Conservative pundit, Steven Crowder, is famous for his ‘change my mind’ sessions on YouTube where he confronts liberal ideology with a cool head. Recently, Crowder has found himself in a battle with Youtube trying to keep his channel after Dems sought to ‘take him out’.
That hasn’t stopped Crowder from continuing his work of hilariously triggering Dems by constantly proving them wrong. Recently he set up shop outside of Google headquarters in Texas in another ‘change my mind’ session. This time about hate speech.
According to The Blaze, Crowder got into a heated exchange with a bleached-blond bicyclist who claimed that hate speech should be dealt with “by almost any means necessary.”
“You say, ‘by almost any means necessary.’ Does that extend beyond speech?” Crowder asked.
“You know, I have had physical acts of violence both committed and threatened against me because of ill-conceived notions of positions I don’t even hold,” he continued. “So, do you see the danger in saying if someone is an extremist, if someone is a racist, or sexist, or homophobic, then you have the right as a private individual, by any means necessary, to correct them? Do you see the problem with that? Because you’re now combating speech — that may be right or wrong, by the way, you may not even understand what this person is saying — with violence.”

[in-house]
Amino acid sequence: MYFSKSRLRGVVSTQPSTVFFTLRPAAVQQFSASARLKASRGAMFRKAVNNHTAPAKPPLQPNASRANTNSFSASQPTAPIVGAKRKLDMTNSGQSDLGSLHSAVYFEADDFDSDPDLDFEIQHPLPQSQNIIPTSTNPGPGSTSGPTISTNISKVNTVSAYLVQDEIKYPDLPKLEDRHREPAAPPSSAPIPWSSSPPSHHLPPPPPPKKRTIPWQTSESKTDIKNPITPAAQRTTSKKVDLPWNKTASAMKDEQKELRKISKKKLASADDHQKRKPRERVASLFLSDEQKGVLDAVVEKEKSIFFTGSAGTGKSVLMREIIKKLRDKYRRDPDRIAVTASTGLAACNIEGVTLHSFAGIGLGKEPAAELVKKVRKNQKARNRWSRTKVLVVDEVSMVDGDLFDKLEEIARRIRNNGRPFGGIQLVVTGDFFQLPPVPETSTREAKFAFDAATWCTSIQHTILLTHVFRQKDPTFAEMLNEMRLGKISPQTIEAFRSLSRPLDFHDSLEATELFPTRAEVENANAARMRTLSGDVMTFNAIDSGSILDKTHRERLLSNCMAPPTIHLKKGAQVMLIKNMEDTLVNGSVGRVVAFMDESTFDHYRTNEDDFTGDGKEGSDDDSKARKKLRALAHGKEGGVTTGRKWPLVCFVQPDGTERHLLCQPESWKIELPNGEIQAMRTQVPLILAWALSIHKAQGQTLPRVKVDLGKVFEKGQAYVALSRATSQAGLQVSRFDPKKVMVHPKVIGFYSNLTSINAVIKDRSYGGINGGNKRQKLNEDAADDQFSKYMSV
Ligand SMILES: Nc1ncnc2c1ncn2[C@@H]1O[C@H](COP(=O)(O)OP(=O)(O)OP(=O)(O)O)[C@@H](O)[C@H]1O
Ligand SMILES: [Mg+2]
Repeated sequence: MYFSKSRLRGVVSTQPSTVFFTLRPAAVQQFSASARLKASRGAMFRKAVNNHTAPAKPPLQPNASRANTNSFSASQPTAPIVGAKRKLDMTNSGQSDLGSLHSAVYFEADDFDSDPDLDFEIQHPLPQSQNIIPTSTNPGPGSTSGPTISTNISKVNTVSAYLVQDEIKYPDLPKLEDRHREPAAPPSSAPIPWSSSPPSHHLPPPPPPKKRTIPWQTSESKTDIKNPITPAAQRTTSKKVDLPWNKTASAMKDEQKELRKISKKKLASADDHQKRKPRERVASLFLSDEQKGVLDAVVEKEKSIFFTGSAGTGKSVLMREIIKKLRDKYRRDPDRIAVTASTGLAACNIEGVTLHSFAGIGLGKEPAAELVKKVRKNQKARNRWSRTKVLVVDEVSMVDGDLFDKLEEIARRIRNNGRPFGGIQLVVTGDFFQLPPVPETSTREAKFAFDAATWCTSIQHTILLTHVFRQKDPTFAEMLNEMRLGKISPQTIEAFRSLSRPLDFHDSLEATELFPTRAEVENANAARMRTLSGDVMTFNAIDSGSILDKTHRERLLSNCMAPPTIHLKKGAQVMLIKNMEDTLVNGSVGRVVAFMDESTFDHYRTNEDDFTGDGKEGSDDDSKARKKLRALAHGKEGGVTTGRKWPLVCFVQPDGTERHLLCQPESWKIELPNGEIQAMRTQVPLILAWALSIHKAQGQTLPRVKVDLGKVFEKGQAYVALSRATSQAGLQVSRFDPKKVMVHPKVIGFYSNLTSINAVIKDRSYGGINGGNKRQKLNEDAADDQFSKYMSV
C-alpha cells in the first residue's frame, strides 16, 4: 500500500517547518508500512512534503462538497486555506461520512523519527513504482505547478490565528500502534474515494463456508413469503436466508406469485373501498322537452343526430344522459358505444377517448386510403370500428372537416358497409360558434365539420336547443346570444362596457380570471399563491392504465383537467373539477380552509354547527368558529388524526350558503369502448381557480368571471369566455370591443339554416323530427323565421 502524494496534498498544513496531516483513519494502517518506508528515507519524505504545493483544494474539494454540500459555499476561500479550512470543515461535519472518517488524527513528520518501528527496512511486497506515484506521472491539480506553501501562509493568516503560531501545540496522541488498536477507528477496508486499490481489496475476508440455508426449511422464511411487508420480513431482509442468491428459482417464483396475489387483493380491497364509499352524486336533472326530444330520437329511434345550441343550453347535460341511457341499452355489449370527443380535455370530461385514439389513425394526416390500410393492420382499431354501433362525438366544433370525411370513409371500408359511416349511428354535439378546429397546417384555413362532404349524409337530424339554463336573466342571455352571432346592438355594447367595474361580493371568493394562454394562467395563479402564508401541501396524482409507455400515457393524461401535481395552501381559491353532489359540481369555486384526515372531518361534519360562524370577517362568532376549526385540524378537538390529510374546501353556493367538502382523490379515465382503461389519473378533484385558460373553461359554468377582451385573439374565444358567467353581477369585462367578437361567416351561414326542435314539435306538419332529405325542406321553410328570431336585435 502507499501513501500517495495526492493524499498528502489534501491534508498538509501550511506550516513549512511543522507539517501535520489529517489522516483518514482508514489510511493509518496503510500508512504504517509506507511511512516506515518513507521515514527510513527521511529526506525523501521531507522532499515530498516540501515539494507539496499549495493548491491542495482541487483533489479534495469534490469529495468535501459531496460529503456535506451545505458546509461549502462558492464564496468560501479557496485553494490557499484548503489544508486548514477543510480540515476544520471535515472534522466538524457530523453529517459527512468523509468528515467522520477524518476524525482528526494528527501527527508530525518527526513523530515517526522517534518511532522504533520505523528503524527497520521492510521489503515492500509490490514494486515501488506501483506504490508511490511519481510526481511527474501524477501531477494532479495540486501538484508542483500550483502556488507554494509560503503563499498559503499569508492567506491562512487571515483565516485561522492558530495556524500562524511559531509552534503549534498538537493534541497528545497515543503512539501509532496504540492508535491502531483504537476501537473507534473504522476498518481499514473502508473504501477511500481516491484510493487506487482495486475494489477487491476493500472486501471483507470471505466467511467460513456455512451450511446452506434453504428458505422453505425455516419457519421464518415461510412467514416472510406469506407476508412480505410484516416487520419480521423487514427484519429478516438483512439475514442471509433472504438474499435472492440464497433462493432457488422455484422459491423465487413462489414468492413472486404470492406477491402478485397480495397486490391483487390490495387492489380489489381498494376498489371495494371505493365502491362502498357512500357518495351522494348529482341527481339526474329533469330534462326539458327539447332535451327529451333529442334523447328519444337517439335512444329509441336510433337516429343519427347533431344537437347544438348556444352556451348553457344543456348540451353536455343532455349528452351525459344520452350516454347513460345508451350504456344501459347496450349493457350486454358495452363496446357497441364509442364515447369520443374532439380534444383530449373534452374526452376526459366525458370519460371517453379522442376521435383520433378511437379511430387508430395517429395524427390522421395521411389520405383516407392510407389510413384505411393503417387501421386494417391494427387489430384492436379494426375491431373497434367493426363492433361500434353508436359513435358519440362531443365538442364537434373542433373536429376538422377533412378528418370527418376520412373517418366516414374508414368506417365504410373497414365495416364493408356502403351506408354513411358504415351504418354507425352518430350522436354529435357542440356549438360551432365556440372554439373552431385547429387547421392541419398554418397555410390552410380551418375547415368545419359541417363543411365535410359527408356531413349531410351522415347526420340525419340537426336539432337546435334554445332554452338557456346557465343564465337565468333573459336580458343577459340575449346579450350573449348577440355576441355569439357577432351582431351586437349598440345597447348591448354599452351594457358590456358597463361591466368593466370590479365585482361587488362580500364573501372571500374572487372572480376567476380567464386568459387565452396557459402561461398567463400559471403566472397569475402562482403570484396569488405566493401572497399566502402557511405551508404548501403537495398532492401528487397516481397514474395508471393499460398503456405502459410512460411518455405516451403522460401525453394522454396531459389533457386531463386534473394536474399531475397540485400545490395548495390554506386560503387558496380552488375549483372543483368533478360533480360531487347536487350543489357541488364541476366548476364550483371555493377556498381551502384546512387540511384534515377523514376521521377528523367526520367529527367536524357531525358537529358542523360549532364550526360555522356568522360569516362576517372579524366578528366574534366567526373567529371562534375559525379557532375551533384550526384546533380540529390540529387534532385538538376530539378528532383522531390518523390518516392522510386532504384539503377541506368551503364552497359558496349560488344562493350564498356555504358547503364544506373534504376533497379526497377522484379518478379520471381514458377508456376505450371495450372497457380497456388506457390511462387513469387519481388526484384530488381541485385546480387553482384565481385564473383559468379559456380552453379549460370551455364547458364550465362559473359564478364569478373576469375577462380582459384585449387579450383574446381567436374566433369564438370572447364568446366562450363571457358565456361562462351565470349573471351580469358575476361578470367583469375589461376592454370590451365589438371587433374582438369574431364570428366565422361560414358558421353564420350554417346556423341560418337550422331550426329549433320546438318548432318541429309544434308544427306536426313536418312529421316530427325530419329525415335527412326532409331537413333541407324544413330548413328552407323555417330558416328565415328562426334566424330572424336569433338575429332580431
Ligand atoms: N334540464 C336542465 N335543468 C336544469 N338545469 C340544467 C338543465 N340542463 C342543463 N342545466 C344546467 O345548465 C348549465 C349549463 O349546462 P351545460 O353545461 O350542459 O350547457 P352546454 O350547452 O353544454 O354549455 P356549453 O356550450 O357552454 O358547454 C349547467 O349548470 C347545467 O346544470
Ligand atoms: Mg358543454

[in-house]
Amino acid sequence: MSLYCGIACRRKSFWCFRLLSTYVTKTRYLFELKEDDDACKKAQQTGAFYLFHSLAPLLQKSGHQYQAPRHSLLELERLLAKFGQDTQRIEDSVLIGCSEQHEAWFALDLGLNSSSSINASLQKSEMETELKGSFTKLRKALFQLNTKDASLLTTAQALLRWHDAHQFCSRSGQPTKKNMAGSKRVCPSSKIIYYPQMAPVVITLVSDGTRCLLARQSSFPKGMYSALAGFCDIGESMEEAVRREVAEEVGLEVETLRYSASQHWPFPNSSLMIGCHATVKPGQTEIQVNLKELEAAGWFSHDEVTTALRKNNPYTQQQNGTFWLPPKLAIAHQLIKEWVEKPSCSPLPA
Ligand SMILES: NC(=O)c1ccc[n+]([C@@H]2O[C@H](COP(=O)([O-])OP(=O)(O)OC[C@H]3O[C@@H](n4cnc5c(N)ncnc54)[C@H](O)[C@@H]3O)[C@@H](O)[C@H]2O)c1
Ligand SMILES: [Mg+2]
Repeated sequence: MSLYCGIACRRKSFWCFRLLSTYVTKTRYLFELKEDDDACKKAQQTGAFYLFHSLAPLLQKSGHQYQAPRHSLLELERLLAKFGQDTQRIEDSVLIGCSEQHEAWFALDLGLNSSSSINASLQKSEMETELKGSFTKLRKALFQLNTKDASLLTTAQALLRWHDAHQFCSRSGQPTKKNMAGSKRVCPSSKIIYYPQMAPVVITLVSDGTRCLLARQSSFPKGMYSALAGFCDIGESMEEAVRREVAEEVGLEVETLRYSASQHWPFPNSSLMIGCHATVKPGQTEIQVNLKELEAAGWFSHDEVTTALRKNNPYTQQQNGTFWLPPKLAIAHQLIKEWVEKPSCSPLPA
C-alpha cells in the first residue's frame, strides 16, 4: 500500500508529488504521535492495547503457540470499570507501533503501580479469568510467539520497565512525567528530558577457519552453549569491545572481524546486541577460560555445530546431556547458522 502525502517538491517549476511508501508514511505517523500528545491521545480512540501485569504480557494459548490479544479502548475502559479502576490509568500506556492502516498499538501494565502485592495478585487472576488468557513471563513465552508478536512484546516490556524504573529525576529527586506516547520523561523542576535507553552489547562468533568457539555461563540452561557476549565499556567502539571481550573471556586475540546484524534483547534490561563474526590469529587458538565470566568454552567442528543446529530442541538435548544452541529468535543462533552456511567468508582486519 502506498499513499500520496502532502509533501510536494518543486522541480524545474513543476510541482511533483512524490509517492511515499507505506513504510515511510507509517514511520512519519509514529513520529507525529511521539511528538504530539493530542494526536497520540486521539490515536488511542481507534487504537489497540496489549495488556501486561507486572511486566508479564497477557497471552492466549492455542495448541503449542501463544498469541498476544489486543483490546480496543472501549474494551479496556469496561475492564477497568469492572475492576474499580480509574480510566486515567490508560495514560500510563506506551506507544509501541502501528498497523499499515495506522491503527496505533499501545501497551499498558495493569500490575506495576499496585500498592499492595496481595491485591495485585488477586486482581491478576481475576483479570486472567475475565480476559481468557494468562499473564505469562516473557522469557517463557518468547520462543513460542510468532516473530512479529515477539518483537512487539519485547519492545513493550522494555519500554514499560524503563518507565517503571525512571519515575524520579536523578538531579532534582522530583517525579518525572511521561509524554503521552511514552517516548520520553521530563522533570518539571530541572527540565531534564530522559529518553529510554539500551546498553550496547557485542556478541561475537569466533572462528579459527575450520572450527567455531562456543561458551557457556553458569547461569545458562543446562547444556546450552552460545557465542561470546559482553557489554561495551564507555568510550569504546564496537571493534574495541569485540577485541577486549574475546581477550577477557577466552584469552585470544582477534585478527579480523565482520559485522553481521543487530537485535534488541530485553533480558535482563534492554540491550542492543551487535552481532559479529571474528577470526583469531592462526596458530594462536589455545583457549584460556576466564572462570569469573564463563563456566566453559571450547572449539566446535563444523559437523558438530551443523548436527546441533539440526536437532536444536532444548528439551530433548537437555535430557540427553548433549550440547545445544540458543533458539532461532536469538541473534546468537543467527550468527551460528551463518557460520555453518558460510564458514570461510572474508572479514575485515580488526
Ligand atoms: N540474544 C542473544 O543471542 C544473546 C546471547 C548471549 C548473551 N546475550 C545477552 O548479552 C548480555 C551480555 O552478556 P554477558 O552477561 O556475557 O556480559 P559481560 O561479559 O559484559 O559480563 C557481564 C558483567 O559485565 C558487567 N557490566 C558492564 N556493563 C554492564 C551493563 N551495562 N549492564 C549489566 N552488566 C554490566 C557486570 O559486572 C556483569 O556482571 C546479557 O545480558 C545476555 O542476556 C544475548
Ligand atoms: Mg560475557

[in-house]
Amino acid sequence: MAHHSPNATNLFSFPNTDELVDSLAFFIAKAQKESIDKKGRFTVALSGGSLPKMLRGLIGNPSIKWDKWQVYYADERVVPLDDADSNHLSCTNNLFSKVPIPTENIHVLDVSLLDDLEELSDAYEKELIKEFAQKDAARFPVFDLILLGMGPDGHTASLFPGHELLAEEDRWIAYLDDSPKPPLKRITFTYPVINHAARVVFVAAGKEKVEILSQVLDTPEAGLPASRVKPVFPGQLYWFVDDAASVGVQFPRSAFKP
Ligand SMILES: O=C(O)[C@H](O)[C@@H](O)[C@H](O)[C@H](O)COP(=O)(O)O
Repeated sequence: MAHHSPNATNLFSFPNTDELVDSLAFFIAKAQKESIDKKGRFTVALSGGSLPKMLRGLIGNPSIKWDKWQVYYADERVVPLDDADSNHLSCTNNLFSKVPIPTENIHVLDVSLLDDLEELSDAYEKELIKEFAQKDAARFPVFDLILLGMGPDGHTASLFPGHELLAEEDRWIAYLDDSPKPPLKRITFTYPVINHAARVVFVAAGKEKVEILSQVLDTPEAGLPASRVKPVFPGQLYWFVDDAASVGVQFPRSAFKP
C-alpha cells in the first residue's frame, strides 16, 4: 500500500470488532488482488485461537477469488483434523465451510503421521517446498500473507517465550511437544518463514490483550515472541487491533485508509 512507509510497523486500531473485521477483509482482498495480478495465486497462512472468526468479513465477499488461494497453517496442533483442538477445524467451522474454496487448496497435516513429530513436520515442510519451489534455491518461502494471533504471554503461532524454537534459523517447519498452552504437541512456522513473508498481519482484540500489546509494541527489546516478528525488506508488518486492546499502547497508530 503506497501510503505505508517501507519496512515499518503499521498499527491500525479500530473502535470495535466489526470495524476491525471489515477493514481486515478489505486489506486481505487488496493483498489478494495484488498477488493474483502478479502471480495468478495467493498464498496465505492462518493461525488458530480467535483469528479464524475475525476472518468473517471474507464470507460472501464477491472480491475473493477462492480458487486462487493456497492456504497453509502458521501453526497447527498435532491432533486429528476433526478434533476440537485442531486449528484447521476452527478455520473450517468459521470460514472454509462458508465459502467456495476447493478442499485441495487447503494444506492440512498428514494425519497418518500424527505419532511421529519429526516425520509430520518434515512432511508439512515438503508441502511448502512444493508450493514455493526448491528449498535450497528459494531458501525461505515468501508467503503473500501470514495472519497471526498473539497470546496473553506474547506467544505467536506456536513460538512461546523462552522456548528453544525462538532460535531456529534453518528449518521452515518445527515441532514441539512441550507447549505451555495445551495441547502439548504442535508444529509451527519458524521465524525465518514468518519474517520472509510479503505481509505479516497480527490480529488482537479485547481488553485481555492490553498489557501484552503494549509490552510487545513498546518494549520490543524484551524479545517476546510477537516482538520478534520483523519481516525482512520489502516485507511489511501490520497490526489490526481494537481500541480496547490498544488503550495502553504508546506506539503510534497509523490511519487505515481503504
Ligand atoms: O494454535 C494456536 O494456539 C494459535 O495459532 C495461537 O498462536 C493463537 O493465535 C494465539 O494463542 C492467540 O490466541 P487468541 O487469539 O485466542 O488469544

Does the far-left condone political violence? Steven Crowder got into a passionate exchange with a leftist outside Google HQ in Austin and got the answer.This is not the #ChangeMyMind you want to miss.
Posted by Louder with Crowder on Tuesday, June 18, 2019
YouTube announced last Wednesday that it would block conservative commentator Steven Crowder from making any money on videos he uploaded to the site, following a torrent of outrage from left-wing groups about insulting remarks he made about a gay political personality working at Vox.
YouTube, a Google subsidiary, claimed Crowder had engaged in a “continued egregious actions that have harmed the broader community,” but acknowledged that Crowder’s videos “did not violate our Community Guidelines.” The company stopped short of banning Crowder and deleting his videos entirely, as many progressive groups and journalists demanded.